‘Monster Mash’ excerpt: ‘The Munsters’

From “Monster Mash: The Creepy, Kooky Monster Craze in America 1957-1972” (TwoMorrows Publishing) by Mark Voger

From left: "Munsters" Eddie (Butch Patrick), Lily (Yvonne DeCarlo), Herman (Fred Gwynne), Grandpa (Al Lewis) and Marilyn (Pat Priest). [© Kayro-Vue Productions and ™ Universal Studios]

From left: “Munsters” Eddie (Butch Patrick), Lily (Yvonne DeCarlo), Herman (Fred Gwynne), Grandpa (Al Lewis) and Marilyn (Pat Priest). [© Kayro-Vue Productions and ™ Universal Studios] 

From “The Munsters” overview

Mattel’s talking Herman puppet of 1964. [Photo by Kathy Voglesong]

Mattel’s talking Herman puppet of 1964. [Photo by Kathy Voglesong]

Created by the proven sitcom team of Joe Connelly and Bob Mosher — the guys who brought you “Leave It to Beaver” — “The Munsters” was less cerebral, more monsterific, than “The Addams Family.” And since this was a Universal show, “The Munsters” had the license to borrow liberally from the Universal pantheon of monsters.

Fred Gwynne — last seen as Officer Francis Muldoon on “Car 54, Where Are You?” — played simple-minded undertaker Herman Munster, a comical Frankenstein with the flattop and neck-bolts to prove it. Yvonne De Carlo, a ’50s “tit and sand” movie star (as Butch Patrick put it), played Herman’s wife Lily, the daughter of Dracula.

King Seeley Thermos’ "Munsters" lunchbox of 1965. [© Kayro-Vue Productions and ™ Universal Studios]

King Seeley Thermos’ “Munsters” lunchbox of 1965. [© Kayro-Vue Productions and ™ Universal Studios]

Al Lewis — last seen as Officer Leo Schnauzer on “Car 54” — played Grandpa Munster, a.k.a. Count Dracula, swapping Bela Lugosi’s Hungarian ghoul-ash for Noo Yawk Yiddish.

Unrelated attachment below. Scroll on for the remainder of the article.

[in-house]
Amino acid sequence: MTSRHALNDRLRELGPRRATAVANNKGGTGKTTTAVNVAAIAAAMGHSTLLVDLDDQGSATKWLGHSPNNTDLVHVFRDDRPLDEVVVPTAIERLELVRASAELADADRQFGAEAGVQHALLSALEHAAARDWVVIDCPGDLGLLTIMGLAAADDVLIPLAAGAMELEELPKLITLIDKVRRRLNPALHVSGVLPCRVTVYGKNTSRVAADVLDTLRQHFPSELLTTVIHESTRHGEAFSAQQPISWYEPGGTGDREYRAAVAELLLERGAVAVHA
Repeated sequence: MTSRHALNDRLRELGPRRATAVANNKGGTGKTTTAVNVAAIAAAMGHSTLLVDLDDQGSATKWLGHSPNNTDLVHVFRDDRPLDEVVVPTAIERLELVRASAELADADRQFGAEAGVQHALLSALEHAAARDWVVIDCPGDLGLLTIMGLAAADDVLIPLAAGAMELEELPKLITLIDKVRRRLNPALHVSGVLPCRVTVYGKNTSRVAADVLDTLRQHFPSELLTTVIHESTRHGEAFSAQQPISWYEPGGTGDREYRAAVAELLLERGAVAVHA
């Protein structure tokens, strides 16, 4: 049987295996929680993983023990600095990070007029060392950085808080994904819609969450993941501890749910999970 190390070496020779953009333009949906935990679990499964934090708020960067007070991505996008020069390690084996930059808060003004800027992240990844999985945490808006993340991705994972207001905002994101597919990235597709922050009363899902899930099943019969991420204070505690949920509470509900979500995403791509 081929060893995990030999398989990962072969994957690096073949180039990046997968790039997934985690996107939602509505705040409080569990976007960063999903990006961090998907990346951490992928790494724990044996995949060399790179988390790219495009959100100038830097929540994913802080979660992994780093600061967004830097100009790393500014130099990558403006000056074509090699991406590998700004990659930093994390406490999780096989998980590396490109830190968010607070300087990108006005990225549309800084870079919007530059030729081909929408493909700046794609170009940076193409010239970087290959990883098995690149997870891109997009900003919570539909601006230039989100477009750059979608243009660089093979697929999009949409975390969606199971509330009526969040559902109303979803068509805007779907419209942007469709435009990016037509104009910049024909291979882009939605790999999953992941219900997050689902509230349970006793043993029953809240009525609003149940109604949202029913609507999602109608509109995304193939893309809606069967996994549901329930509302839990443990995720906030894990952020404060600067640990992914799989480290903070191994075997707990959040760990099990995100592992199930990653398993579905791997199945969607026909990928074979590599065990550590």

Add to that Beverly Owen (half of Season 1) and Pat Priest (the remainder of the series) as the Munsters’ “human-looking” blonde niece Marilyn, and pint-sized Patrick as their pointy-eared son Eddie.

Universal’s two-time 1940s Dracula, John Carradine, appeared in two episodes as Herman’s boss at the funeral home. Surf- and garage-rock guitarists have taken Jack Marshall’s instrumental theme song to heart.

The Munsters No. 6, a 1965 edition, featured the Drag-u-la. [© Kayro-Vue Productions and ™ Universal Studios]

The Munsters No. 6, a 1965 edition, featured the Drag-u-la. [© Kayro-Vue Productions and ™ Universal Studios]

Al Lewis on being made up as Grandpa Munster: “(It took) approximately two hours. Got in at 6 in the morning, and had to be ready by 8. Perc Westmore made me up. Perc Westmore was the head of makeup at Warner Brothers for, I believe, 26 years. And then he was out of the business for a while, semi-retired. And I brought him back in. He was my makeup man. … I never wore green. A lot of people say that, but I never have worn green. It’s hard to describe the color. It’s a mixture. My color could best be described as battleship gray, kind of fading. It was no specific color. You see, in ‘The Munsters,’ we were made up for color but it was never filmed in color.”

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Butch Patrick on a hazard of playing Eddie Munster: “The only time I ever got hurt on that show was when Fred and Al built a big pit out in front of the garage, so nobody could sneak up and see their secret project. I went down into the hole, and Al came up with his size-12 feet, and kicked up a whole pile of dirt right into my eyeballs while my eyes were still open. They just washed my eyes out and let me off the hook for homework that night.”

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Pat Priest on whether the “Munsters” cast was jealous of her for not having to wear monster makeup: “I don’t know if they were jealous, but I’ll tell you one thing: I sure was happy. Because I only had to be in makeup for a half-hour. It took Uncle Herman two hours in makeup. And then at the end of the day, it took him an hour to get out of makeup. I could at least get in my car, get on the freeway and go home.”

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